republic a little more democratic. And then on security, we’ve got to understand 21st century security means a lot more than just border security and traditional military issues. I was in the military. I certainly spent a lot of time thinking about traditional military issues, but we have to be talking about cybersecurity, election security, climate security, digital security. And I think people are ready for a message that’s just different from what we’ve had before. We have a profoundly, almost historically, unpopular president, but that doesn’t mean he gets defeated on his own if we don’t have a compelling message that’s different and better. Blade: Let’s bring this closer to our LGBT readers. How does support for the LGBT community figure into your run for the presidency? Buttigieg: I think that it will be vital. I think it will be a spruce of lifeblood because we are perhaps the only minority in more or less equal proportion across every racial, ethnic, economic and geographic group in the country, so one thing that will be very important for the success of this project, especially early on when people take your measure based on fundraising is to be able to demonstrate grassroots support from people in the community who believe that representation at the highest levels, actually having someone from the LGBTQ community on the ballot is important, that it will make things better for the next person who comes along and that America needs to be given a chance to demonstrate that it’s ready for this. Blade: In terms of LGBT rights issues,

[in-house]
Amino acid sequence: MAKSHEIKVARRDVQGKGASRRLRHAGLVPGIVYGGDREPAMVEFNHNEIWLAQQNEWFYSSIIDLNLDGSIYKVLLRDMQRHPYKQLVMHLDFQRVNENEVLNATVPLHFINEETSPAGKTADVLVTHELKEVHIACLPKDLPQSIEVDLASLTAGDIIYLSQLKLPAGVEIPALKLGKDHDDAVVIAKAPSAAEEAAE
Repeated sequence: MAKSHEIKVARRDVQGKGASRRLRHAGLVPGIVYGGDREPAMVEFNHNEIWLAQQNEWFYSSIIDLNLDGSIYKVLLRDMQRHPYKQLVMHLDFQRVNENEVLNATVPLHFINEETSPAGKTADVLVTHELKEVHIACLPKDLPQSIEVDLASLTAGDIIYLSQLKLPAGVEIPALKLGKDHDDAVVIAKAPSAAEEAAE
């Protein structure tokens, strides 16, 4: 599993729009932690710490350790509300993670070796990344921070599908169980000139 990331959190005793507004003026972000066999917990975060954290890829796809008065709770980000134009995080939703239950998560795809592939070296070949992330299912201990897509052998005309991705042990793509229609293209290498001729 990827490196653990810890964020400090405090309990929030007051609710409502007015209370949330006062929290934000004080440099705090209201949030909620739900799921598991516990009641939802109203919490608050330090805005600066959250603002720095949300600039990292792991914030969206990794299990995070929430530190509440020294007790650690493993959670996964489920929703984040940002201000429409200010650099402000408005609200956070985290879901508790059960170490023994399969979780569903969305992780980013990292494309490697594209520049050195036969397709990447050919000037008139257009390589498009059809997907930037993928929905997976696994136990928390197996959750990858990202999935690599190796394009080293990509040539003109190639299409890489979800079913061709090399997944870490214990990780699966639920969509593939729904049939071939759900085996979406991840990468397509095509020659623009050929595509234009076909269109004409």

where do you want to go with that? Buttigieg: I think one of the big things that we’re looking at, of course, is the Equality Act. I live in a state where it is still — not in South Bend because we took local action, but in most parts of my state it’s still perfectly illegal to be fired for who you are, and I think we need better legislation, civil rights legislation that takes care of that. Obviously, we have a lot of issues with hate crimes now in Indiana. At the state level, we’ve been pursuing hate crimes legislation. We have federal hate crimes legislation, but we have to do a lot more, including, not just at the policy level, but at the cultural level. There’s several reasons why hate crimes have gone up by most measures in recent years, and I think, a lot of that starts at the top. It has to do with leadership, it has to do with the tone that it set by those in charge and it has to change. Blade: What concerns you most about how President Trump is handling LGBT issues? Buttigieg: Obviously the attack on trans rights and the trans military ban is extremely disturbing. When I was in the military, the people I served with could not have cared less whether I was going home to a girlfriend or boyfriend. They just wanted to know that I was going to be someone they could trust with their lives and vice-versa. Trans members of the military who are willing to put their lives on the line in order to defend this country deserve to be supported by their commander in chief, and it’s extremely disturbing, especially for someone who, let’s face it, kind of pink-washed his campaign early on and portrayed himself as somebody who might change the way the Republican Party related to the LGBT community to turn around and do this demonstrates that he was never serious about that, not to mention the elevation of Mike Pence to one heartbeat away from the presidency. Blade: What kind of place will transgender people have in your campaign and your presidency? Buttigieg: A very prominent place. I’ve been really heartened to see more people, especially in my generation, stepping forward. I think Danica Roem opened a lot of doors in terms of elected leadership, and I think we will be looking to make sure that our campaign as well as a future administration reflects the diversity of this country. Obviously, that includes making sure there are visible roles for trans people.